Gnostic Doctrine

Monday, 1 June 2020

God as Satan 1 Chronicles 21:1

God as Satan 1 Chronicles 21:1

" Satan " is a Hebrew word, and transferred to the English Bible untranslated from the original tongue. Cruden (himself a believer in the popular devil) defines it as follows:— "Satan, Sathan, Sathanas: this is a mere Hebrew word, and signifies AN ADVERSARY, AN ENEMY, AN ACCUSER." If Satan is " a mere Hebrew word, signifying adversary," etc., obviously it does not in itself import the evil being which it represents to the common run of English ears.


Because the word 'satan' just means an adversary, a good person, even God Himself, can be termed a 'satan'. In essence there is nothing necessarily sinful about the word itself. The sinful implications which the word 'satan' has are partly due to the fact that our own sinful nature is our biggest 'satan' or adversary, and also due to the fact that the word satan is a personification of human nature the use of the word in the language of the world refers to something associated with sin.

God Himself can be a satan to us by means of bringing trials into our lives, or by standing in the way of a wrong course of action we may be embarking on. But the fact that God can be called a 'satan' does not mean that He Himself is sinful.


The books of Samuel and Chronicles are parallel accounts of the same incidents, as the four gospels are records of the same events but using different language. 2 Sam.24:1 records: "Yahweh...moved David against Israel" in order to make him take a number of Israel.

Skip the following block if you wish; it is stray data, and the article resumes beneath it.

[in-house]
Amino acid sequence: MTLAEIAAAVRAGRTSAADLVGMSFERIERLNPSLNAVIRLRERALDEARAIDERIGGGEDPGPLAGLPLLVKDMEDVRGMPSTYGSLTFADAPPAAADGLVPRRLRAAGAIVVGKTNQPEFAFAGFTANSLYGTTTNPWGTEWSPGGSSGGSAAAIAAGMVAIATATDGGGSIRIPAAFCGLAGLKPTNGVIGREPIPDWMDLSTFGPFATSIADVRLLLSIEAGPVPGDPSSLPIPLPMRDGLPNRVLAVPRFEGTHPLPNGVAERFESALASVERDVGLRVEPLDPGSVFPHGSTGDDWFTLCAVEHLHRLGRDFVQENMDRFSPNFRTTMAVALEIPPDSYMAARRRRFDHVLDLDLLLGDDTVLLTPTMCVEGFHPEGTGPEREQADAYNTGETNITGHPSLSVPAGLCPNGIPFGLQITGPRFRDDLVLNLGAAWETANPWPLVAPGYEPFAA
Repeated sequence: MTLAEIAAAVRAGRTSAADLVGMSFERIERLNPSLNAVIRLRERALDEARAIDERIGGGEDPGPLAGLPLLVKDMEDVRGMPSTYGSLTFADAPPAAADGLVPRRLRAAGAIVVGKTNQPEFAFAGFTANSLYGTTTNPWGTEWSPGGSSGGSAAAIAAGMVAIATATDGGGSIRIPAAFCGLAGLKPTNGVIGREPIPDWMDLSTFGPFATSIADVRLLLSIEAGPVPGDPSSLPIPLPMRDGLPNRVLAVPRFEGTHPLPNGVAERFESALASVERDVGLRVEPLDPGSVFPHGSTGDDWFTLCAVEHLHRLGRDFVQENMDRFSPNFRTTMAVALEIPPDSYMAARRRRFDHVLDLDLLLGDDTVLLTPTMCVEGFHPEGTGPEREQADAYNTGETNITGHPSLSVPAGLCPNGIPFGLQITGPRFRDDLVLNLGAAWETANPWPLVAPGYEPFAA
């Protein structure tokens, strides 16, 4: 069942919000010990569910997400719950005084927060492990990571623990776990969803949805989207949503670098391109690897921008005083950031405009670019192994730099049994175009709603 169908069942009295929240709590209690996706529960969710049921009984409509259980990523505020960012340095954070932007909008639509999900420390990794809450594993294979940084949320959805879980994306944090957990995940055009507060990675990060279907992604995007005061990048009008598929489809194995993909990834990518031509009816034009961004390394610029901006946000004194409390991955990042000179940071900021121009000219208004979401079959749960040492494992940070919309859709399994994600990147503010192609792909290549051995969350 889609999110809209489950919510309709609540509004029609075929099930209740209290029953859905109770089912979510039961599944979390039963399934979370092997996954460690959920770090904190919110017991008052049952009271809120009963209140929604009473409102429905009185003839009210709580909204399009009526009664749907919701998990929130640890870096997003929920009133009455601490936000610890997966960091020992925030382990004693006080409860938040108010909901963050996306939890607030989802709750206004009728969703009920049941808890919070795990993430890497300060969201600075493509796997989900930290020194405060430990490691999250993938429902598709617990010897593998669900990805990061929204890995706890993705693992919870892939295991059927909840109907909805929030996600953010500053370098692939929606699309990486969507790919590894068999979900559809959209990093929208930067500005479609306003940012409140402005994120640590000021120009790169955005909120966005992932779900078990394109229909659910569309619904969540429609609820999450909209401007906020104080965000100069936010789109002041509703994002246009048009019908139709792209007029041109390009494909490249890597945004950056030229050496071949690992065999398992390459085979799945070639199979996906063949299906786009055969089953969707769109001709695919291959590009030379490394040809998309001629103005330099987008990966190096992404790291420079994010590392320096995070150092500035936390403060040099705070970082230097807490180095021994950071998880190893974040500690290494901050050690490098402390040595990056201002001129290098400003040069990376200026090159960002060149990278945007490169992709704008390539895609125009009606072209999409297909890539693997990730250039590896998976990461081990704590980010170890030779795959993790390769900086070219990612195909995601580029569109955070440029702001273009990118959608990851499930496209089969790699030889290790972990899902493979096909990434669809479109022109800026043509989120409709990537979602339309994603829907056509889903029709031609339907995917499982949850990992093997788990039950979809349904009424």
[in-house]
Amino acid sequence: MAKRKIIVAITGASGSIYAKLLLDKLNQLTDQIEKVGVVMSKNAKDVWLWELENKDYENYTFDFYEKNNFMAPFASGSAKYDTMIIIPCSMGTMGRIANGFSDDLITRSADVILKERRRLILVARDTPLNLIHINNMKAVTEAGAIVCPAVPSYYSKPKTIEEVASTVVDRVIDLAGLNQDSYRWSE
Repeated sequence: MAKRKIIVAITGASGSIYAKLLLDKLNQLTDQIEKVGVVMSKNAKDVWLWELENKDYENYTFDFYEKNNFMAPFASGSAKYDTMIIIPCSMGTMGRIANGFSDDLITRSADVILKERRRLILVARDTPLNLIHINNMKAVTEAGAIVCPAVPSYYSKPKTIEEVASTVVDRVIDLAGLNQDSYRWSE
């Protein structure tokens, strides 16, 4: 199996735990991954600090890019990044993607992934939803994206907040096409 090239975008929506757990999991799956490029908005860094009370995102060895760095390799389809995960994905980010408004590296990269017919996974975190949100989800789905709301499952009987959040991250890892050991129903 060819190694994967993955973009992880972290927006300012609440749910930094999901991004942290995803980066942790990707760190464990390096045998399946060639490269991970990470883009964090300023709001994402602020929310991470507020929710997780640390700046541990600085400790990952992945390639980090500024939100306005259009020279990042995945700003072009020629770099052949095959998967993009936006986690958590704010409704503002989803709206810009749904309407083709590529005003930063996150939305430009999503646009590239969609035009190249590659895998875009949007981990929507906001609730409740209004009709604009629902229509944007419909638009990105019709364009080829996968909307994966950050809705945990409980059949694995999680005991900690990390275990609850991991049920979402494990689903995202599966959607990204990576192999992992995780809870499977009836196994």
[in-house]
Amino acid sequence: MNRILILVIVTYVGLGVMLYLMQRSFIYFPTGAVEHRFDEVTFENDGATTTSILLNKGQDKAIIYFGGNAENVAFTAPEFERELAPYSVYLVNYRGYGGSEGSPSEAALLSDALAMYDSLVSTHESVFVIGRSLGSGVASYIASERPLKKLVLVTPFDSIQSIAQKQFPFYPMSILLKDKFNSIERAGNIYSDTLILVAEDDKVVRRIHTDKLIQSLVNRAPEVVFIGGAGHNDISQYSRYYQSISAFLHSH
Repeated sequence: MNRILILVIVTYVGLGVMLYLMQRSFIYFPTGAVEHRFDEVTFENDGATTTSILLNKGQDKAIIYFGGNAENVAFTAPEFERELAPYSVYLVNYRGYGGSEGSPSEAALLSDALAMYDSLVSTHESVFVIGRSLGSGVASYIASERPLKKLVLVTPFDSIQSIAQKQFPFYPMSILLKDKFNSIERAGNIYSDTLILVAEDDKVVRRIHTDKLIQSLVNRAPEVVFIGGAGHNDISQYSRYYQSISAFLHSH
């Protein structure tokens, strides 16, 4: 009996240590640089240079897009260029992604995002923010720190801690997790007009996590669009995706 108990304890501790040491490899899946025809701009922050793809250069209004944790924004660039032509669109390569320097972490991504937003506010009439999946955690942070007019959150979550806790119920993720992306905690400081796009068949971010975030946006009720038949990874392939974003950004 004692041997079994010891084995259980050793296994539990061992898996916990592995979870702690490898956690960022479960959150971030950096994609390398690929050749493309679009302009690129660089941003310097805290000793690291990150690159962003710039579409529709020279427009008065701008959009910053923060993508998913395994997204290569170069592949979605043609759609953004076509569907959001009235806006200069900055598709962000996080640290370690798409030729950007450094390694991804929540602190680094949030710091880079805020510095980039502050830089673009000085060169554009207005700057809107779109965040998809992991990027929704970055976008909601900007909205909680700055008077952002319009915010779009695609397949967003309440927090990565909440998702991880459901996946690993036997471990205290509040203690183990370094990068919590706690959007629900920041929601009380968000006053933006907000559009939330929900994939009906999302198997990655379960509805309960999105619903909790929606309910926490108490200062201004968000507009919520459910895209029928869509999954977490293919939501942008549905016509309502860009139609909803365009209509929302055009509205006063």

The parallel account in 1 Chron.21:1 says that "Satan stood up against Israel, and provoked David" to take the number. In one passage God does the provoking, in the other Satan does it. 
The only conclusion is that God acted as a ‘Satan’ or adversary to David. He did the same to Job by bringing trials into his life, so that Job said about God: “With the strength of Your hand You oppose me” (Job 30:21); ‘You are acting as a Satan against me’, was what Job was basically saying. Or again, speaking of God: “I must appeal for mercy to my accuser (Satan)” (Job 9:15 NRSV). The Greek Septuagint translation of the Old Testament uses the Greek word diabolos to translate the Hebrew 'Satan'. Hence Devil and Satan are effectively parallel in meaning. Thus we read in the Septuagint of David being an adversary [Heb. Satan, Gk. diabolos] in 1 Sam. 29:4; the sons of Zeruiah (2 Sam. 19:22), Hadad, Rezon and other opponents to Solomon (1 Kings 5:4; 11:14,23,25). We face a simple choice- if we believe that every reference to 'Satan' or 'Devil' refers to an evil cosmic being, then we have to assume that these people weren't people at all, and that even good men like David were evil. The far more natural reading of these passages is surely that 'Satan' is simply a word meaning 'adversary', and can be applied to people [good and bad], and even God Himself- it carries no pejorative, sinister meaning as a word. The idea is sometimes used to describe our greatest adversary, i.e. our own sin, and at times for whole systems or empires which stand opposed to the people of God and personify sinfulness and evil. But it seems obvious that it is a bizarre approach to Bible reading to insist that whenever we meet these words 'Satan' and 'Devil', we are to understand them as references to a personal, supernatural being.

At the end of the book, Job's friends comforted him over "all the evil that Yahweh had brought upon him" (Job 42:11 cp. 19:21; 8:4). Thus God is the source of "evil" in the sense of being the ultimate permitter of the problems that we have in our lives.



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